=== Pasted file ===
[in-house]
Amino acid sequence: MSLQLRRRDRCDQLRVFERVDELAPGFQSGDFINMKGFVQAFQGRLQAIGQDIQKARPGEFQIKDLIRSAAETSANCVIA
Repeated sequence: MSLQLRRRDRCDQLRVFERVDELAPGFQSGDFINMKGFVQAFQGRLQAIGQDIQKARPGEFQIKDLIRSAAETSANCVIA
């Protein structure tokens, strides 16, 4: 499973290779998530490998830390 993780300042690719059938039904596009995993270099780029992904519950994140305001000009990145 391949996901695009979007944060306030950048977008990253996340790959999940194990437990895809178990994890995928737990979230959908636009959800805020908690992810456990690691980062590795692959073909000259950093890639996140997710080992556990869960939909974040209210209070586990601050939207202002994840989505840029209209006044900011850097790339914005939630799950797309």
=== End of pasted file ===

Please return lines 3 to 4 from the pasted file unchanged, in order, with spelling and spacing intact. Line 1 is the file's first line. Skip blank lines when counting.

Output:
Repeated sequence: MSLQLRRRDRCDQLRVFERVDELAPGFQSGDFINMKGFVQAFQGRLQAIGQDIQKARPGEFQIKDLIRSAAETSANCVIA
């Protein structure tokens, strides 16, 4: 499973290779998530490998830390 993780300042690719059938039904596009995993270099780029992904519950994140305001000009990145 391949996901695009979007944060306030950048977008990253996340790959999940194990437990895809178990994890995928737990979230959908636009959800805020908690992810456990690691980062590795692959073909000259950093890639996140997710080992556990869960939909974040209210209070586990601050939207202002994840989505840029209209006044900011850097790339914005939630799950797309």